Gaming largely went on a “pause” for the past two years. There were fewer releases of new games. Conventions were less well-attended — or canceled. Game groups temporarily disbanded. But as the hobby continues its effort to reconnect, we here at the Opinionated Gamers wanted to highlight 10 great games from the past two years. These are games released in 2020, 2021, or 2022 that we’re big fans of.
Today’s article is part of our long-paused “10 Great” series that features 10 great games in a given subcategory. I pick a mechanic, theme, publisher, etc. In this case, I picked a timeline. We here at the Opinionated Gamers then all vote behind the scenes to create a list of 10 great games that meet the criteria.
For purposes of this project, I simply asked everybody to vote for 10 games that released in the past couple of years. That was a loose definition, though, and even some of the winners may have had localized or soft releases before that.
Anybody could add to the list assuming they were going to vote for it. Each member of the OG was offered the chance to vote for up to 10 games, and they could give one game 15 points, one game 14 points, all the way down to giving one 6 points. We all put our votes into a spreadsheet. We then added up the points for each game and picked the top 10.
We had 24 OG-ers vote, and 82 different games received votes.
To get on the list took a minimum of five writers rating the game decently well. That wasn’t a rule, but rather how the breakdown naturally worked out. There’s actually great consensus towards the top of our list.
Below you’ll see designations for gold, silver, and bronze. Those represent the number of voters that put a given game in the #1, #2, and #3 spot, respectively.
Without further ado, here are 10 great games from the last two years!
Honorable Mention (Games That Barely Missed the List):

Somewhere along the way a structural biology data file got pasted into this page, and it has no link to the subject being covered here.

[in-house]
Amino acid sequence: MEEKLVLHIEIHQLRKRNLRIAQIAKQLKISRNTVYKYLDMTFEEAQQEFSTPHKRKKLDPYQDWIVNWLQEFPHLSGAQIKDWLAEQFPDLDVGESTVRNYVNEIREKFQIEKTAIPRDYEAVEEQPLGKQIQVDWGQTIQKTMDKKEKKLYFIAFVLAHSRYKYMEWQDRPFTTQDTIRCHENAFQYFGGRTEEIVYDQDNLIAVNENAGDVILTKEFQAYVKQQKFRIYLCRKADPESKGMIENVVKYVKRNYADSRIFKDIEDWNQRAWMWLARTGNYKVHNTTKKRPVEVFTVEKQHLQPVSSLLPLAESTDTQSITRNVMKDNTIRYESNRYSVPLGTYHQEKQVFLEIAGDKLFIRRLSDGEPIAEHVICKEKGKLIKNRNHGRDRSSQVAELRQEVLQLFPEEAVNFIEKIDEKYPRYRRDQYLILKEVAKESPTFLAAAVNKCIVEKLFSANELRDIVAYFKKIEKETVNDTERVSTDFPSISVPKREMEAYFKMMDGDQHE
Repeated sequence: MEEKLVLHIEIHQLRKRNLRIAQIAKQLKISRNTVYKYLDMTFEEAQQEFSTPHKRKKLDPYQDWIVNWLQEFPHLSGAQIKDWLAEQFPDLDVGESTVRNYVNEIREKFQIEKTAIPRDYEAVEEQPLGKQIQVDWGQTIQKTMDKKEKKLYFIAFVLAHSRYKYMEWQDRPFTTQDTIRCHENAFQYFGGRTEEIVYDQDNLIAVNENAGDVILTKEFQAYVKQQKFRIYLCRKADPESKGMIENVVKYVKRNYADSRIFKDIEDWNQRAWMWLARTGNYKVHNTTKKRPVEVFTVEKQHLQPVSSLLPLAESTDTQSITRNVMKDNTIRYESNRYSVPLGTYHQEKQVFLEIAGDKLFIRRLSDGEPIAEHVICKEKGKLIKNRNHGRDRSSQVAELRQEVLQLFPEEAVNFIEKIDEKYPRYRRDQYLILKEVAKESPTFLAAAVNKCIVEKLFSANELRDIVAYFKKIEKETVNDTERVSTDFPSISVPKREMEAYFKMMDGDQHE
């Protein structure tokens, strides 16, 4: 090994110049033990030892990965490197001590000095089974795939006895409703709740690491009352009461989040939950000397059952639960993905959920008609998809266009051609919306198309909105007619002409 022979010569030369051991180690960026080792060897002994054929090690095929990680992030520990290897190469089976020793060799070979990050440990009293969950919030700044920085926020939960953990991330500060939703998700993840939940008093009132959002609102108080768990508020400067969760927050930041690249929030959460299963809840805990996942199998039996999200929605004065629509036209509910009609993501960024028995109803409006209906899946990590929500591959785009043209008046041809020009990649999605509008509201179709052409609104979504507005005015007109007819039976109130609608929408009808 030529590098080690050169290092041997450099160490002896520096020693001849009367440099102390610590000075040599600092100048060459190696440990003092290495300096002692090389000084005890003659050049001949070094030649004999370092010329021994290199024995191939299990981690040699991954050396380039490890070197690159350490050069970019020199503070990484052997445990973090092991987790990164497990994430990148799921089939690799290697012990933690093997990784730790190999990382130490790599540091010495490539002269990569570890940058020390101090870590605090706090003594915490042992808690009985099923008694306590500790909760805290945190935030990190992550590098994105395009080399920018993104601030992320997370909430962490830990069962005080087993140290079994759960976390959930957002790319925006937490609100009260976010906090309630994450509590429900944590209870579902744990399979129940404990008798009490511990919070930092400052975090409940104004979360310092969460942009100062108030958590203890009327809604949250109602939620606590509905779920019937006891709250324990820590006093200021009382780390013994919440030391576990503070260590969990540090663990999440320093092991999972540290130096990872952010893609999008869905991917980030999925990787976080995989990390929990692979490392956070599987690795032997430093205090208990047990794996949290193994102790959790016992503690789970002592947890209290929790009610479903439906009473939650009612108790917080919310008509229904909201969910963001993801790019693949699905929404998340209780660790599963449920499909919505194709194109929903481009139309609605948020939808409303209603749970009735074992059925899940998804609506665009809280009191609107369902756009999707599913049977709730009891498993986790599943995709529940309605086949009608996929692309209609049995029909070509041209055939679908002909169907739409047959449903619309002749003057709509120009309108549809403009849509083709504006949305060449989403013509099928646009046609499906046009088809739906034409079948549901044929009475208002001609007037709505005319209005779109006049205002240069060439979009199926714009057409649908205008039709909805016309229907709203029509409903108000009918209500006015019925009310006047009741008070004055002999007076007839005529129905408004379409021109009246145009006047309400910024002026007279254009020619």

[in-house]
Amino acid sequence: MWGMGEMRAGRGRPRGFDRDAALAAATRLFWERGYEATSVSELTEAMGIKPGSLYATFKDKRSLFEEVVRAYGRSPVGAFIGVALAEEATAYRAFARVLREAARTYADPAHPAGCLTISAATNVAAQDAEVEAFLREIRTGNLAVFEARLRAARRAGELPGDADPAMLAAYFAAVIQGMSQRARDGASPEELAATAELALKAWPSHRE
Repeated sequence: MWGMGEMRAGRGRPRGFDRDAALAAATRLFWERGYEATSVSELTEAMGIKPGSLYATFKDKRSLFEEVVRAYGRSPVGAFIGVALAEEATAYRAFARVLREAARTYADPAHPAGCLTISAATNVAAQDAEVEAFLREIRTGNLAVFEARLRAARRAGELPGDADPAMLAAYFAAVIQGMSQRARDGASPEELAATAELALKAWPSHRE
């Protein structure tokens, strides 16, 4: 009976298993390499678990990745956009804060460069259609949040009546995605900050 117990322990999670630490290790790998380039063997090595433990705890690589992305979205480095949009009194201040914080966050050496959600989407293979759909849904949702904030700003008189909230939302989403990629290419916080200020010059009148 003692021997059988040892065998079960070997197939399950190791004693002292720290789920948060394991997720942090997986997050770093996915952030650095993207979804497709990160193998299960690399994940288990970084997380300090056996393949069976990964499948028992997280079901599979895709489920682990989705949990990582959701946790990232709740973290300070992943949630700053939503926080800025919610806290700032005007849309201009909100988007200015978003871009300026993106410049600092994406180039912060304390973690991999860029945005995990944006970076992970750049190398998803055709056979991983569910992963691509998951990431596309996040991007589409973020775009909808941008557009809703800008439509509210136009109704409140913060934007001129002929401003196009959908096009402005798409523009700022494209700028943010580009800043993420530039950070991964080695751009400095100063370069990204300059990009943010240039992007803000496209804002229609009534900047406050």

15 (Tie). Boonlake
15 (Tie). Paleo (1 Bronze)
13 (Tie). Sleeping Gods (1 Gold, 1 Silver)
13 (Tie). Cat in the Box (1 Gold, 2 Silver)
12. Anno 1800 (1 Gold, 1 Bronze)
11. Gloomhaven Jaws of the Lion (1 Gold)
#9 (Tie) – Nidavellir
53 Points, 1 Gold
Designed by Serge Laget
#9 (Tie) – Hallertau
53 Points, 1 Bronze
Designed by Uwe Rosenberg
#8 – Free Ride
58 Points, 1 Gold, 1 Bronze
Designed by Friedemann Friese
#7 – Pandemic Legacy: Season 0
66 Points, 1 Gold, 1 Silver, 1 Bronze
Designed by Rob Daviau and Matt Leacock
#6 – Dune Imperium
77 Points, 2 Gold, 1 Bronze
Designed by Paul Dennen
#5 – The Lost Ruins of Arnak
76 Points, 1 Gold, 1 Silver, 1 Bronze
Designed by Mín and Elwin
#4 – The Crew Mission Deep Sea
77 Points, 2 Gold, 1 Silver, 1 Bronze
Designed by Thomas Sing
#3 – My City
82 Points, 1 Gold, 2 Silver
Designed by Reiner Knizia
#2 – Ark Nova
90 Points, 1 Gold, 5 Bronze
Designed by Matthias Wigge
#1 – Beyond the Sun
147 Points, 2 Gold, 3 Silver
Designed by Dennis K. Chan
Thoughts from Opinionated Gamers:
Chris Wray: I’m normally more in the mainstream of this group, but only 4 of 10 votes made the top 15. My remaining votes went to Bites, Iwari, Maglev Metro, Rococo Deluxe Edition, Silver Coin/Dagger, and Ultimate Werewolf Extreme.
Bites is one of the best family-friendly releases of recent years. It came out early in 2020, and my game group has been enjoying it thoroughly since then. A remake of Big Points (which I’ve never played), it has considerable replayability due to the different scoring mechanisms that can be incorporated.